In a paper published online in advance in Nature this week, an international team led by investigators at Umeå University in Sweden describes a "novel pathway of small guide RNA maturation and the first example of a host factor — RNase III — required for bacterial RNA-mediated immunity against invaders." Using RNA-seq on Streptococcus pyrogenes, the team identified a "trans-encoded small RNA with 24-nucleotide complementarity to the repeat regions of crRNA precursor transcripts" — a tracrRNA — which the team says guides the maturation of crRNAs via RNase III and the CRISPR-associated Csn1 protein.
Researchers at Ohio State University describe in Nature this week "the complete biosynthesis of the genetically encoded amino acid pyrrolysine from lysine." Pyrrolysine, which is "necessary for all of the known pathways by which methane is formed from methylamines5, 6," is biosynthesized through a series of intermediates, the authors write, adding that lysine is its sole precursor. The Ohio State team suggests that the pathway intermediates they found "may provide new avenues by which the pyl system can be exploited to produce recombinant proteins with useful modified residues."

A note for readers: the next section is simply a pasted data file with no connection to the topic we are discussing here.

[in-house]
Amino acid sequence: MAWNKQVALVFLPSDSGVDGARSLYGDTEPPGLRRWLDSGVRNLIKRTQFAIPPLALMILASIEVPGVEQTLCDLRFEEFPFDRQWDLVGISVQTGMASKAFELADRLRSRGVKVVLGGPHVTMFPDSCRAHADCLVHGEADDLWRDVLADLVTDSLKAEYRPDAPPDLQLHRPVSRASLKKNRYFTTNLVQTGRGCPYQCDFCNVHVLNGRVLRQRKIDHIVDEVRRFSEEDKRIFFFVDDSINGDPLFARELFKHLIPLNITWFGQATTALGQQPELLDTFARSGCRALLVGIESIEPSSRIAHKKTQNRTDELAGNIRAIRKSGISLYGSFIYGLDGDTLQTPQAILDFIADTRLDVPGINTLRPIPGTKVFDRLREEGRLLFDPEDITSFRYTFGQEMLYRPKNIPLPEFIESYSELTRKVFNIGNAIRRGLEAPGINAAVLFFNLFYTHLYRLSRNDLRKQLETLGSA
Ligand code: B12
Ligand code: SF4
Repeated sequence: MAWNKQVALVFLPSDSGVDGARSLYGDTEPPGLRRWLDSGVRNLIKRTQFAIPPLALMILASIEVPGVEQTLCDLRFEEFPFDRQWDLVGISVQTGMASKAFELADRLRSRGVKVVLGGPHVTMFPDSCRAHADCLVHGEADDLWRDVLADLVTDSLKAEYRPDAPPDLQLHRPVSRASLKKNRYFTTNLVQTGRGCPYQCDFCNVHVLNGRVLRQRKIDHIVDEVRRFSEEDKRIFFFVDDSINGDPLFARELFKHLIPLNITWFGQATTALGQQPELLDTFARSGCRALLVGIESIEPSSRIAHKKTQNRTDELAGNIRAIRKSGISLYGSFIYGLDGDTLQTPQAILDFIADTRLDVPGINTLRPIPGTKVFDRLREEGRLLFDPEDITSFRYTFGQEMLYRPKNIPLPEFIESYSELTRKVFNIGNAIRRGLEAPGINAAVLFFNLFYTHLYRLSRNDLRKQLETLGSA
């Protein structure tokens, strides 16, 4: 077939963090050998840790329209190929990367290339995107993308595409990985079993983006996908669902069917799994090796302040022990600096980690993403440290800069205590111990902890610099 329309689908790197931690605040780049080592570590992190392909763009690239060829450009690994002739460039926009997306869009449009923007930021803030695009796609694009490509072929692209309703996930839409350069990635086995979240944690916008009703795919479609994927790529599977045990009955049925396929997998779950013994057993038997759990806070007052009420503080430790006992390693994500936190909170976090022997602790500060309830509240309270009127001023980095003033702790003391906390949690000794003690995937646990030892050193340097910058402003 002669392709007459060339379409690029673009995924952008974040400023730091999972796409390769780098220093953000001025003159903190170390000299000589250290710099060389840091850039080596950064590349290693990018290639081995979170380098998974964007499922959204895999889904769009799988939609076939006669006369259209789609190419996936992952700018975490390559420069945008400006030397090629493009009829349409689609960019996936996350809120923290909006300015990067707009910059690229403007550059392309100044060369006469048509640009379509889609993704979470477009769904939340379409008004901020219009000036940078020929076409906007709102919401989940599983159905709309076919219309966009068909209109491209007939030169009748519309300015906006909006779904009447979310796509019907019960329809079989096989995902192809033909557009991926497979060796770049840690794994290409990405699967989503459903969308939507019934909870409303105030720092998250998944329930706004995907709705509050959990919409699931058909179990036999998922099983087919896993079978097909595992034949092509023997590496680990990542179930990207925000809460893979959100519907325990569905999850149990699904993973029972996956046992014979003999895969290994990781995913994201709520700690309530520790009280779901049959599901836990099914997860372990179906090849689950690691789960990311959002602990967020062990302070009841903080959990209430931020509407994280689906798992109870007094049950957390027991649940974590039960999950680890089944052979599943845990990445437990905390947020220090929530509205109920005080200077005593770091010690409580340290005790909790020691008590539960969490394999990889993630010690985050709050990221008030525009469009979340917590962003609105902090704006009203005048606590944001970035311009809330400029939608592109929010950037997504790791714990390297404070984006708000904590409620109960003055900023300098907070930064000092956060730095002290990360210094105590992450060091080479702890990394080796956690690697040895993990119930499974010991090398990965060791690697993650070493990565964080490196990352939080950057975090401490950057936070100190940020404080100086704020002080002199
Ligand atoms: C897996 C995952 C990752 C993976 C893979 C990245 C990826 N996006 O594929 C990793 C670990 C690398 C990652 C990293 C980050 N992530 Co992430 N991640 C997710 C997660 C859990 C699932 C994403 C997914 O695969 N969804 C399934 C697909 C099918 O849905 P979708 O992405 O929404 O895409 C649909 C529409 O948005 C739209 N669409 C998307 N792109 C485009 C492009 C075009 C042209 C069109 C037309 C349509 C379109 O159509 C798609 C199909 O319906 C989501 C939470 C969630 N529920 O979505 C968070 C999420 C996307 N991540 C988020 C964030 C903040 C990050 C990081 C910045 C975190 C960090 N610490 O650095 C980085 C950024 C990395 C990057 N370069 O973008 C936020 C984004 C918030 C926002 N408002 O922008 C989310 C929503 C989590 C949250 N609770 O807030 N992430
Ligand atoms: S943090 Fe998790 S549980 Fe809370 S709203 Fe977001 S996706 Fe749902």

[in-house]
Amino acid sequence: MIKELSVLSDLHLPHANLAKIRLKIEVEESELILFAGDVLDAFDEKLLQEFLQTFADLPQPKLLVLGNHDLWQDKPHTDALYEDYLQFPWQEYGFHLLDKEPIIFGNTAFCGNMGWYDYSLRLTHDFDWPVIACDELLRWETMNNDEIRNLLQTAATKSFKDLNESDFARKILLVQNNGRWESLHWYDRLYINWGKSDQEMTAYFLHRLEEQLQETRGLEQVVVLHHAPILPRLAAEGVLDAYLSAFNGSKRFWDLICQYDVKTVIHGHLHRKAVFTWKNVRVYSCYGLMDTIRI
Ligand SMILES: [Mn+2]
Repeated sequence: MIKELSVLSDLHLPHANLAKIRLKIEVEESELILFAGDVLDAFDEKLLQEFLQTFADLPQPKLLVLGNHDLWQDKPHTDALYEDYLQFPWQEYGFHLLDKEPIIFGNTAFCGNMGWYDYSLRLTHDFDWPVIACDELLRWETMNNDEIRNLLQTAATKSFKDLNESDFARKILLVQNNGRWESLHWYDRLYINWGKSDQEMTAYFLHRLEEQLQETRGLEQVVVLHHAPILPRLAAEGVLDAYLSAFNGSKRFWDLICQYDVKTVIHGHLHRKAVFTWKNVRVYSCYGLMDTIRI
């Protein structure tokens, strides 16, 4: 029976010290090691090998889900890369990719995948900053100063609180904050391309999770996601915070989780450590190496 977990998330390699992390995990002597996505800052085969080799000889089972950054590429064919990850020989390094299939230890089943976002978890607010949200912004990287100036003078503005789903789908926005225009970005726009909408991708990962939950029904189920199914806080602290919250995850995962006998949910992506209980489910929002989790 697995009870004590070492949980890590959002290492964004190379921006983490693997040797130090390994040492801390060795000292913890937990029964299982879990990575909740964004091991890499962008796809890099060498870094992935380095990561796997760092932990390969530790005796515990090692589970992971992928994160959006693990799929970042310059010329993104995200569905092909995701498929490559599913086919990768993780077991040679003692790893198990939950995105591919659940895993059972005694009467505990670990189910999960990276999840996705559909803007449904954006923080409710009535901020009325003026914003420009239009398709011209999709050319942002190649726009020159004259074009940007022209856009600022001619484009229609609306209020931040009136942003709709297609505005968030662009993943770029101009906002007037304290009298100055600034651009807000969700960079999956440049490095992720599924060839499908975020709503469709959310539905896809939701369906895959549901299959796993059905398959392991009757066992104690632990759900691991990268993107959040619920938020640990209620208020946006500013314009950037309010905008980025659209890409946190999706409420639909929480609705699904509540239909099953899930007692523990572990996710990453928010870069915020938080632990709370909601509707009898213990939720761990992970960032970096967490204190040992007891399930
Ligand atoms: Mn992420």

In an advance online publication appearing in Nature Genetics this week, researchers in Japan show that a common variant at GPC5, which encodes glypican-5, is associated with acquired nephrotic syndrome, a disease characterized in part by dysfunction of glomerular epithelial cells. In a genome-wide association study, and in subsequent gene expression analyses in a mouse model, the team validates GPC5 as a susceptibility gene for nephritic syndrome. The authors suggest that the gene could be a "promising therapeutic target for reducing podocyte [glomerular epithelial cell] vulnerability in glomerular disease."
A trio of investigators at Columbia University this week reports in Nature Structural and Molecular Biology that "long telomeres are preferentially extended during recombination-mediated telomere maintenance." More specifically, the team studied recombination-mediated telomere extension events in Saccharomyces cerevisiae lacking telomerase, in which observed the preferential extension of long telomeres. As a result of their investigation in yeast, the researchers "speculate that telomere length may be important in determining whether cancer cells use telomerase or ALT [alternative lengthening of telomeres] to bypass replicative senescence."